We began another day with a Chamber Music concert; this one opened with a waltz by Josef Lanner (a contemporary of Richard Strauss and one of the original ‘Waltz Kings of Vienna.’ The piece we heard, Dornbacher Ländler, is among Lanner’s most beloved compositions (for string quartet and piano), and consists of six short dances and a coda. It was a refreshing treat for a summer morning – sort of like a really elegant slice of cool watermelon.
As a former teacher, current student and life-long ensemble musician, I could talk your ear off (read your eyes out?) about compelling instances of the collective conscious in action. Collective conscious is a social/psychological theory that implies an internal knowing known by all – a consciousness shared by a plurality of persons. I strongly believe that individuals are connected in myriad ways for which we have no words or explanations, but that we can feel deeply and often if we engage with each other to work toward common goals – we have the ability to tap into something beyond ourselves that exists somewhere in this universe of mysteries.
My own experience with this phenomenon has been in ensemble music making, and I had a profound and exciting experience during the second piece on the chamber music concert – Quintet for Piano and Winds in E-Flat, Op. 16 by Ludwig van Beethoven. It was performed by Pedja Muzijevic, James Austin Smith, Todd Palmer, Peter Kolkay, and Eric Ruske. These musicians breathed as one, and my imagination was persistence in perceiving them as a single organism – like a cell whose parts were synchronistic and individual while at once serving the whole. As much as I tried to focus on the music, I was finding it impossible to stop thinking about a TED talk by Charles Limb. Dr. Limb is a professor of Otolaryngology, Head and Neck surgery at Johns Hopkins University and a member of the faculty at the Peabody Conservatory of Music. Limb has been searching for a better understanding of how the mind perceives complex auditory stimuli (music), and looks at the brains of improvising musicians to see exactly what parts are involved in certain creative activities. He found that when jazz musicians were ‘trading fours’, the part of the brain most active was the same region responsible for language and communication – implying that the musicians were doing more than just playing notes back and forth to each other.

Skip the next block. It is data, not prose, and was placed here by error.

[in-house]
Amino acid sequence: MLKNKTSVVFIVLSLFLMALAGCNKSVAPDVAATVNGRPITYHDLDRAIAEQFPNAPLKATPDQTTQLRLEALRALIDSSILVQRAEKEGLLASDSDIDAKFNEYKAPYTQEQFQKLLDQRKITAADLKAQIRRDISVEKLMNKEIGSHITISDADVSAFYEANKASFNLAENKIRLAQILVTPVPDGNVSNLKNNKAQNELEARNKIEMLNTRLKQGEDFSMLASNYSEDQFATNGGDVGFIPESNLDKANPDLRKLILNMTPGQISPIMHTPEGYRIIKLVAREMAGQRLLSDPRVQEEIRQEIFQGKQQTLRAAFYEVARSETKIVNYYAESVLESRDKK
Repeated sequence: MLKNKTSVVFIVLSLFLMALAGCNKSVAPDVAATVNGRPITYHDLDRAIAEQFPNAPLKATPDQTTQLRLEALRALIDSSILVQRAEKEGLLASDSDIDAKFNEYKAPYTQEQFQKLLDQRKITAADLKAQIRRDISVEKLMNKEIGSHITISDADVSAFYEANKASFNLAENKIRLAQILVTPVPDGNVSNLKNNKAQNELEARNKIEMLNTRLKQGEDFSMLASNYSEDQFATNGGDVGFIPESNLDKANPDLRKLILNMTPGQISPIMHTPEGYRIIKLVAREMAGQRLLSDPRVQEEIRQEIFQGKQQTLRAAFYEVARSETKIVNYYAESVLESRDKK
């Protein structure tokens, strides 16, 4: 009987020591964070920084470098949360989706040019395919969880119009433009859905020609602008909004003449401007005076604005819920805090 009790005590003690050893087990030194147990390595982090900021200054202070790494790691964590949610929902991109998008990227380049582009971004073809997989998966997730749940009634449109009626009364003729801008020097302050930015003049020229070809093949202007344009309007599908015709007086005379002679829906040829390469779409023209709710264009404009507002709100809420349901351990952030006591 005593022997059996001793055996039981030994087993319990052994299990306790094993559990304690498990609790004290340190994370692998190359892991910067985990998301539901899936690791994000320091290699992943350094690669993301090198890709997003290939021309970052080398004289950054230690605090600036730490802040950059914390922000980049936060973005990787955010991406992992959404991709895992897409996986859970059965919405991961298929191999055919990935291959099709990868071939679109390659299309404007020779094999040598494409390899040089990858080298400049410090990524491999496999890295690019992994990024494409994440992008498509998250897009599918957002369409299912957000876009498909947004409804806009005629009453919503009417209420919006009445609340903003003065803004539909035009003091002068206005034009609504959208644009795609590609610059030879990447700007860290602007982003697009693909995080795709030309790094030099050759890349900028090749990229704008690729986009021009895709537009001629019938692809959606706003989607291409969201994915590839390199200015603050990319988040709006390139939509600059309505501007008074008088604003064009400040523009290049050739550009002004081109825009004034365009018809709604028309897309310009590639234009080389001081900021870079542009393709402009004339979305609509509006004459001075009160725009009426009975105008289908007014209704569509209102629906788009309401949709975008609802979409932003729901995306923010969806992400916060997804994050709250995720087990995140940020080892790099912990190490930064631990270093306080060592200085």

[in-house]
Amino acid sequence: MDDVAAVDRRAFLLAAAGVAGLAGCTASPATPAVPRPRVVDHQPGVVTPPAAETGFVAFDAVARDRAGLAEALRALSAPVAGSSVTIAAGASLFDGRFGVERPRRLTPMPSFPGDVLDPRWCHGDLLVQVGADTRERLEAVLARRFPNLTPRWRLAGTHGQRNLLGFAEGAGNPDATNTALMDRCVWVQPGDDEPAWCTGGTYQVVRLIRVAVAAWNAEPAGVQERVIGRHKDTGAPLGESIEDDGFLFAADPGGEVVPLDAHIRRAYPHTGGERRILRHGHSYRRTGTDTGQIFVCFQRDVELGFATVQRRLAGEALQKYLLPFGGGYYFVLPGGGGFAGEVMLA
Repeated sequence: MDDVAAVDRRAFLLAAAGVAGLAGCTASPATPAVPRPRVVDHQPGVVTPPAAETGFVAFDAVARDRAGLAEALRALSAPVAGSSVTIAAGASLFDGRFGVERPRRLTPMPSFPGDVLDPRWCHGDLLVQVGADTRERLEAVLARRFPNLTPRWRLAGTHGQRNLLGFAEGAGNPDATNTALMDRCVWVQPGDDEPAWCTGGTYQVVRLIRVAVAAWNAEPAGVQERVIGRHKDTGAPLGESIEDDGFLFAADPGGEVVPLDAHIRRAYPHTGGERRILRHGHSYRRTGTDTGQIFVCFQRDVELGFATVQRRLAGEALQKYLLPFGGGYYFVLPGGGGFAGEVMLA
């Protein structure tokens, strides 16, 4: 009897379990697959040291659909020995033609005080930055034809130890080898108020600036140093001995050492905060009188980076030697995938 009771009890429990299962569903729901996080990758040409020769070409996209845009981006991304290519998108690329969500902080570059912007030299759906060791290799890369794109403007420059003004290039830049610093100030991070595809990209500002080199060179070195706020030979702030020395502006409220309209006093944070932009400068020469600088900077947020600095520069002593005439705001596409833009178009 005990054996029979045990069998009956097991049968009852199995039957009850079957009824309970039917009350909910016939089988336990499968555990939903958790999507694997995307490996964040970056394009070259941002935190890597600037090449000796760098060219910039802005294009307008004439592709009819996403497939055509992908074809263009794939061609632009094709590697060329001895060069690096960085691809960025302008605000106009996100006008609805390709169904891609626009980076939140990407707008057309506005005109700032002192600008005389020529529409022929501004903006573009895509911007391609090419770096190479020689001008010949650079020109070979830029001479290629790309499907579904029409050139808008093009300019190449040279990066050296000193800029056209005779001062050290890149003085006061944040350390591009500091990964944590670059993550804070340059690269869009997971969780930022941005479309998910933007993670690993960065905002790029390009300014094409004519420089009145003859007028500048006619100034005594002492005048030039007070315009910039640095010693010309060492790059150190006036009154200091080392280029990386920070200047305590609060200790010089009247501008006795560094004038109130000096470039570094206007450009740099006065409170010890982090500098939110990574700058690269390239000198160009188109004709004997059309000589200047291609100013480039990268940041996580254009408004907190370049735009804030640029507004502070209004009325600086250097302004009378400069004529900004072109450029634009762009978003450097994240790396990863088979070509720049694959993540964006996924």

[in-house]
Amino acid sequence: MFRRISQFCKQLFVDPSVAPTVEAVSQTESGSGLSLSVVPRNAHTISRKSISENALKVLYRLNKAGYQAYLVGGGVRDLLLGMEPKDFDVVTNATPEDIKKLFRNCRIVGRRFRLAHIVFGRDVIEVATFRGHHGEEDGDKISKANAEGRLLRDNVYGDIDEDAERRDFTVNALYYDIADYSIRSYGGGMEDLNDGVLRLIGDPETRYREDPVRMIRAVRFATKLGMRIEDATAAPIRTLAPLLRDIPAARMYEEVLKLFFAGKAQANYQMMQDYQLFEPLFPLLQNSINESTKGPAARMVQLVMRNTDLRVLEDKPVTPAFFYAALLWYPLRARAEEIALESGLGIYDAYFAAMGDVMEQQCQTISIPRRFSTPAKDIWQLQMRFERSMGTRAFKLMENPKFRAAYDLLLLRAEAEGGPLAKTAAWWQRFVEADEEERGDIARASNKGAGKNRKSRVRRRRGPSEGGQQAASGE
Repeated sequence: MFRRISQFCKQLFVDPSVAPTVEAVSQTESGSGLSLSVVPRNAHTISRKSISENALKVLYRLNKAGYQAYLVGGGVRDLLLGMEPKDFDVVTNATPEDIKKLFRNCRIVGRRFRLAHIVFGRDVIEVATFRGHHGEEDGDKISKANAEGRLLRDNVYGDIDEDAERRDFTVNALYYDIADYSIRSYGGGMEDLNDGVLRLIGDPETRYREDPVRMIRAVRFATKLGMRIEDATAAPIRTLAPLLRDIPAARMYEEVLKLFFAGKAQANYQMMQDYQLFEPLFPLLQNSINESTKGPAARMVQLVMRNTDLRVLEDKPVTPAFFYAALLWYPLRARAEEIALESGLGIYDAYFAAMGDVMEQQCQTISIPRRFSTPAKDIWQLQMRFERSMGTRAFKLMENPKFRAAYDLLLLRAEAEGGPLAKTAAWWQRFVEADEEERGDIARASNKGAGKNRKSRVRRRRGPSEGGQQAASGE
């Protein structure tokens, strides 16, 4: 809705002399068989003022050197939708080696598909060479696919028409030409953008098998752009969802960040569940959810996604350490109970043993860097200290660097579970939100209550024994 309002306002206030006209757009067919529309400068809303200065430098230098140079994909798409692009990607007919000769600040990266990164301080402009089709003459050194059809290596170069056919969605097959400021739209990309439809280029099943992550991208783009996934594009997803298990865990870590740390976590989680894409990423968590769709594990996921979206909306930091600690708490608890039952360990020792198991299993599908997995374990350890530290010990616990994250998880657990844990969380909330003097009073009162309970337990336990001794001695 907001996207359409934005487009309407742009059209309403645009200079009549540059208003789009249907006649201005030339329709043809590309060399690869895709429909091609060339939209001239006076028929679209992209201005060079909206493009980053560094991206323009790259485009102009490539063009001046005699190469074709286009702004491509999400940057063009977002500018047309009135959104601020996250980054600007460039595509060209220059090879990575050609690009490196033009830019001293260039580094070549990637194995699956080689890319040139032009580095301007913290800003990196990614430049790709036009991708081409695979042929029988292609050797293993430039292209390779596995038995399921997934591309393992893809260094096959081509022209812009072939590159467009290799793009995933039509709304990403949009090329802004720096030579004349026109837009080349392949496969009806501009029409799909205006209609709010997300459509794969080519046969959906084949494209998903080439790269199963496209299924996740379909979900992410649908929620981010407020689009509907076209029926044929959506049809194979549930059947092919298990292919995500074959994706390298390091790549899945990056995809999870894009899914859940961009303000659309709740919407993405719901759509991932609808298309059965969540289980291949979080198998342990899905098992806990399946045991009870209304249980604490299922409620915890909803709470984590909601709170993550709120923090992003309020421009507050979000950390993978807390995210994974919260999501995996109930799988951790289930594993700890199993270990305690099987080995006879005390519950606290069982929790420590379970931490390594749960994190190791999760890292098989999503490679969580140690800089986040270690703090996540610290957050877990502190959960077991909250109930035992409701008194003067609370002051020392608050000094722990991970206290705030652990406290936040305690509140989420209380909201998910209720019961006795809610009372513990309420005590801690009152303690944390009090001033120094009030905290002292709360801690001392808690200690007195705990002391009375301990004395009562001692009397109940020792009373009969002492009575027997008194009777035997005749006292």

I couldn’t help but imagine what the musicians’ brains looked like while they performed the Beethoven work – it was so clear that they were communicating with each other. At the end of the piece, after the second curtain call, Geoff Nuttall addressed the audience and mentioned how incredible it was for the ensemble to have not only technical precision and some of the cleanest playing anywhere, but to imbue into the performance a spirit of improvisation was a special and rare feat that he himself felt lucky to witness. I had a thrill from the tip of my toes to the top of my head to hear those words – we as the audience had been able to glimpse into something deeper than any individual present and connect disparate thoughts and inspirations because of beautiful art executed with a profusion of spirit.
In the evening, we rehearsed with Dr. Miller for our concert on May 30th at the Cathedral of St. John the Baptist.
What an extraordinary space – I clapped my hands in true choral director fashion upon entering, and listened with joy at the numerous echoes and the loooong decay. While singing, my attention was to the music at hand, but as soon as there was a chance to indulge in my imaginings, I began picturing the brains of my friends lighting up like galaxies.